Correct. Public comments closed on 18 August. There were public hearings that were held in parliament last week. A number of presentations were made to parliament and, as far as I recall, we expect some formal response from government towards the end of this month, I think 19 September was the initial date mentioned, and we’ll see what comes back from that but; personally, I think they’re shooting a bit from the hip without having done too much research into this regarding the economic impact of these regulations. At the moment, it’s just a complete repeal.
Niel, there was also a Facebook group setup, almost like a petition, people were providing digital signatures to oppose this mooted regulation. Do you think that those voices will be heard and that they would in fact, derail this plan?
The voices have been heard. Government has picked up on this. I think that site was started by a namesake of mine and I think on government’s Facebook page there was something like 8000 objections to the change. That’s outside of the professional bodies that made comments in their own right. So, there’s a big opposition to this law.
That sounds like quite a big level of opposition, especially compared to the wealth tax which seemingly had a more muted response.
Yes, if you look at the number of guys that are working abroad, the average person in the UAE is probably spending 20% of his income just on accommodation. If you start adding in another 45% tax in South Africa. You are probably going to have to pay it and then reclaim it through your tax assessments on that. There isn’t a mechanism that seems to be able to work on this and I don’t think government can execute it in its current form.
Let’s say that government does manage to push this through. If I’m an expat, what should I be doing now to prepare for this?
The easiest way is just to be able to get outside of the loop of the impact of this by getting a DTA residency with another country. If you haven’t got it outside of that, if you’re not an ordinary resident somewhere else, and not complying with a DTA, you’re going to have very little chance to save it. Then it’s a question of planning, in terms of what you’re going to be doing going forward. Most of the people I see seem to say you know what, if I’m caught and I have to pay 45% tax, there’s no ways I can stay where I am.
So, it’s really just about trying to get ready for what could be coming your way?
Absolutely, and I guess we will only see the answer once government gives their response to the public comments and the public hearings that have been held recently.
You said that at Sable International, you’ve been getting a lot of queries about this as well. Have you noticed those queries spiking in recent days and weeks?
Absolutely, and not just in days and weeks. Since the first proposal that came in March, where they wanted taxation from the people working in non-tax countries, which then evolved into the proposal, which was just a blanket repeal. We saw that initial rise in March 2017 from our normal queries. When the repeal came through, that has virtually doubled again. There’s a lot of worried people out there, make no mistake.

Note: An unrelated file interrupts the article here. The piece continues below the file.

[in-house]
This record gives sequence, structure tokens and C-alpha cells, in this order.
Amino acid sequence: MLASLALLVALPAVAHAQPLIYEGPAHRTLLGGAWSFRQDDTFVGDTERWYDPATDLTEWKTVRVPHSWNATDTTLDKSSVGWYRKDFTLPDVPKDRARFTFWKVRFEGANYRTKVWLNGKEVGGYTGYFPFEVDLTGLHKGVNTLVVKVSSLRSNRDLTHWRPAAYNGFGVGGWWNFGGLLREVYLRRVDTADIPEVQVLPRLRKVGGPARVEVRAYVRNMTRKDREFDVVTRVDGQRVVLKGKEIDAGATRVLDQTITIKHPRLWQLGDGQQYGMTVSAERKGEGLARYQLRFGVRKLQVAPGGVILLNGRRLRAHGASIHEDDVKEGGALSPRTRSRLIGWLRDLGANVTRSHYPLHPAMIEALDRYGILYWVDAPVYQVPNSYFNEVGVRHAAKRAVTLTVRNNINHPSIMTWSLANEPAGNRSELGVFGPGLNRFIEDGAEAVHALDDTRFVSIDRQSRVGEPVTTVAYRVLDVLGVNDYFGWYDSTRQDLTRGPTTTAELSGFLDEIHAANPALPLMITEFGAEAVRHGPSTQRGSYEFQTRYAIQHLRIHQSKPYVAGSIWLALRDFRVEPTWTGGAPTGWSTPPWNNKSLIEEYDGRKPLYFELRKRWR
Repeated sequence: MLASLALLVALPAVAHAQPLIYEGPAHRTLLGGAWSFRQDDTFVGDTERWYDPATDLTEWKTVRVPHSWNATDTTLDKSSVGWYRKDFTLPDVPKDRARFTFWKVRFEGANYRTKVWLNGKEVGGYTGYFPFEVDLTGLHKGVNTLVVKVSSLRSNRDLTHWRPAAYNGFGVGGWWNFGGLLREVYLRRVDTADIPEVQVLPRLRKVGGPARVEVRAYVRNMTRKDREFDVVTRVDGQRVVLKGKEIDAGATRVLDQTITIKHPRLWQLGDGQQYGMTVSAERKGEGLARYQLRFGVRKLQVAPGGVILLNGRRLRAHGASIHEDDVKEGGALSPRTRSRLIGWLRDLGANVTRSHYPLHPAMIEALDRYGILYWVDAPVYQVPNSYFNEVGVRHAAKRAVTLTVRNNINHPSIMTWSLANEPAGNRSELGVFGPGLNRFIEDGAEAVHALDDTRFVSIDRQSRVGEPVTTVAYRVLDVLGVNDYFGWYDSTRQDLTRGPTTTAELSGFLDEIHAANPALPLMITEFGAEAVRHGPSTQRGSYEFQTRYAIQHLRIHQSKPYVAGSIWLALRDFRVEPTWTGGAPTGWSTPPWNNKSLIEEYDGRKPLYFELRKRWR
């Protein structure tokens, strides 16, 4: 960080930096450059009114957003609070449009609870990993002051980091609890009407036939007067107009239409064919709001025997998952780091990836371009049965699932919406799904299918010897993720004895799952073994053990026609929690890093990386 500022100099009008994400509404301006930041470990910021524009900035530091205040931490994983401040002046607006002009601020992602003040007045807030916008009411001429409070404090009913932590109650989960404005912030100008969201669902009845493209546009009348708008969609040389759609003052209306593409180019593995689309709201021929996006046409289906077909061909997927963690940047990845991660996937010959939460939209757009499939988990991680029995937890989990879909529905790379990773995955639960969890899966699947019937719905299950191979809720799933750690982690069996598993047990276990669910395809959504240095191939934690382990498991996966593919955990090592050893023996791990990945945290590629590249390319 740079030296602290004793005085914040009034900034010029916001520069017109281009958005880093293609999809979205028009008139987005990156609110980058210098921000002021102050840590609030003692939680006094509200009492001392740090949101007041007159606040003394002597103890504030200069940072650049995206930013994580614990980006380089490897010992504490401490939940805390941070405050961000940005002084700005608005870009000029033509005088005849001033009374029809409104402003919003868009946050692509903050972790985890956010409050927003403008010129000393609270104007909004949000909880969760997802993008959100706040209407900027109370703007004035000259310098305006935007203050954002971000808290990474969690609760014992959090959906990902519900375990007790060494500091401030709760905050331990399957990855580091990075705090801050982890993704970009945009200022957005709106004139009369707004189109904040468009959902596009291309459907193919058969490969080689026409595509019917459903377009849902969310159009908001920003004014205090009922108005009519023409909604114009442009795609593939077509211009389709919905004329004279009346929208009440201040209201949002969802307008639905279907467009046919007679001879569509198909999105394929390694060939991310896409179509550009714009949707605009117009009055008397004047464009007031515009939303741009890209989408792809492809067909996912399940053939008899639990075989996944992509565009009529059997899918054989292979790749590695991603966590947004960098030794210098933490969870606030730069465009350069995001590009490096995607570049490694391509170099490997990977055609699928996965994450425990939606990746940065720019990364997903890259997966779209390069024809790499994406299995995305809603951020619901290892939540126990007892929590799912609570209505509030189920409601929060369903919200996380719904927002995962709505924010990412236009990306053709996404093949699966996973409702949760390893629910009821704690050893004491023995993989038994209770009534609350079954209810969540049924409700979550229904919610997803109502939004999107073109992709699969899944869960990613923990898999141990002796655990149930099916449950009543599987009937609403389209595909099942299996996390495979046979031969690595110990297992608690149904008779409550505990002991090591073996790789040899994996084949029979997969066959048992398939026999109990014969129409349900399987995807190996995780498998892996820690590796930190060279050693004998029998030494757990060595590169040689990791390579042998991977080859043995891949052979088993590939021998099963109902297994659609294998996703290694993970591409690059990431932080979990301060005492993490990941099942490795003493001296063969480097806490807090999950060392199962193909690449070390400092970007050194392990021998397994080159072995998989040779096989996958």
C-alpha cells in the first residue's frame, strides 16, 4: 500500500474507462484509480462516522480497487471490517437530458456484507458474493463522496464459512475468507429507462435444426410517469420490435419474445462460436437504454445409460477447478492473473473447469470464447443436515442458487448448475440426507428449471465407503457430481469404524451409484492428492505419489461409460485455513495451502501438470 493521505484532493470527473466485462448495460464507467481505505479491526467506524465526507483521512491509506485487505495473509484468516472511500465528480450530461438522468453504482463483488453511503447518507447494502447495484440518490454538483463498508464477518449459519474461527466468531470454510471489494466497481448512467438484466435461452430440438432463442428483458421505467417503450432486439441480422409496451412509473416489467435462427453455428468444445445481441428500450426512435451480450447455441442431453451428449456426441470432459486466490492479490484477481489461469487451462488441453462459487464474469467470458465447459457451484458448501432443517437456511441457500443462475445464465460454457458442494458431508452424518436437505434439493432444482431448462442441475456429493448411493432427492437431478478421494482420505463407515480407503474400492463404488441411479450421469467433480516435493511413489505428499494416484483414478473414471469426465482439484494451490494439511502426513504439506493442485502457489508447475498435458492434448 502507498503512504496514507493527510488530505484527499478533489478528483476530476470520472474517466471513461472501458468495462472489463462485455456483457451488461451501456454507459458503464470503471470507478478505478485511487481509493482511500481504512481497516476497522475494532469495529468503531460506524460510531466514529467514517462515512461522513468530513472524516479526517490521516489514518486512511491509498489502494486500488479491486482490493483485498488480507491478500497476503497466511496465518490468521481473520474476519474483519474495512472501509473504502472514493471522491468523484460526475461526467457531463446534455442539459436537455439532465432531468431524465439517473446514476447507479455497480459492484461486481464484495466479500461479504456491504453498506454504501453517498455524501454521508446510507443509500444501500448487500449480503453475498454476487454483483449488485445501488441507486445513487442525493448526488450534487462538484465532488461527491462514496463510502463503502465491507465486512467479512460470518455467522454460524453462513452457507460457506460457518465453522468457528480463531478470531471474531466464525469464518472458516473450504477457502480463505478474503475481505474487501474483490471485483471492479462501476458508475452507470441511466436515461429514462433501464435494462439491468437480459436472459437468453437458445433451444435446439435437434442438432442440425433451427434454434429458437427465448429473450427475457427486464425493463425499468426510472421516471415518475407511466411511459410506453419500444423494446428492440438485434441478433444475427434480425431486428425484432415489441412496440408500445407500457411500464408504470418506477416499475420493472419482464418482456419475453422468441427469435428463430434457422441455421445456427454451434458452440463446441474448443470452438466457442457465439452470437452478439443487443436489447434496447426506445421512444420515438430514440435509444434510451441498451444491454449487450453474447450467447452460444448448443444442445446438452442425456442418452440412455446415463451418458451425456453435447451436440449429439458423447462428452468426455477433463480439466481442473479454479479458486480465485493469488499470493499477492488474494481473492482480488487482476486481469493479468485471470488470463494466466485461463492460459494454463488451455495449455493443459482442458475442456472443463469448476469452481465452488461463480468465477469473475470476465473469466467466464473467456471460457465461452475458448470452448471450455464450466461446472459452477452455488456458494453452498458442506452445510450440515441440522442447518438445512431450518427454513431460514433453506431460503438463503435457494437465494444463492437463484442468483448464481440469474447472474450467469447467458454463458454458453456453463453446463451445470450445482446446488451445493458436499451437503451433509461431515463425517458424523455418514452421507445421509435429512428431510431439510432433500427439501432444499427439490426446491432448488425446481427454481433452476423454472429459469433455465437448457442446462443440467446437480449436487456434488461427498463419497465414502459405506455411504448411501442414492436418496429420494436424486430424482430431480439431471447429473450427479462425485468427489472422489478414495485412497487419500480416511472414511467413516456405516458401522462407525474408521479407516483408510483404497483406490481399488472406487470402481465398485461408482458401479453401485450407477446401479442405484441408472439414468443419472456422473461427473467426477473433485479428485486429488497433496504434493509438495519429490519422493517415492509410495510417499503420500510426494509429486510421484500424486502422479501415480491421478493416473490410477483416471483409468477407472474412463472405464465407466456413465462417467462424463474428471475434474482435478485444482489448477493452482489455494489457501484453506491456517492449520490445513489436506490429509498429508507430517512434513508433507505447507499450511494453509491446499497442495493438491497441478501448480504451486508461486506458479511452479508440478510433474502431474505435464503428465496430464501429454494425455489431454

Yes, and Niel, you guys at Sable International can help people through this process as well.
Yes, on the one side, I do sit on the emigration side, looking at people’s’ circumstances and determining whether they are resident, either ordinarily or in terms of the DTA, and whether they should emigrate or not. If you don’t emigrate and you leave retirement funds in South Africa, you create a big problem for yourself down the line. You’re going to be relying on retirement funds in Rands when you’re going to be living in a country where you’re spending Pounds. So, you’re creating this liability mismatch.
So, when you look at that on an individual basis and decide: Is this the right course of action or not? This is the case, even if it isn’t and the guy says he’s going back to South Africa at some point. The second part then becomes important. To say, you need to structure your international investments in such a way that when you do go back you are actually tax-efficient. Simply holding stocks and shares in your individual name is not going to do you any favours down the line. Sending money back home to stick it into your RA, it’s not doing yourself any favours either.
So, it’s those various matters that come into play and every individual again is different. They’ve all got different outcomes in mind, they’ve all got different plans, on what they want to do and where they want to be. So, it’s literally on a case-by-case basis, you’re going to have to sit down and figure out if this is where you’re going to end up and this is how you should plan accordingly and utilise the best tax-efficient structures that you can.
Expats shouldn’t then just be worrying about the tax element, but they should be looking at their overall investment strategy as well and how that ties into tax, ultimately?
Absolutely so, while they’re in the UAE they might not be paying tax but; ultimately, when they come back to South Africa, whatever they’ve built up could be subject to taxation. And if you don’t plan properly before coming back, you’re going to have a problem going down the line. You have income tax, capital gains tax, estate duty, executors fees, and you’re going to bring all that into play to make sure that you’re in the best position that you can be in.
Regardless of whatever changes happen with the regulation, expats should be looking at this issue a lot more seriously anyway?
Absolutely, you’ve got to plan for life after your country of current residence. If you’re going to move in the future, make sure you plan beforehand.
Niel, it’s been an absolute pleasure talking to you and very interesting to find out a lot more about this topic. Thanks for having a chat with me today.
No, thank you and only a pleasure. I look forward to talking to you again, Gareth.
Thanks Niel, this podcast was brought to you by Sable International.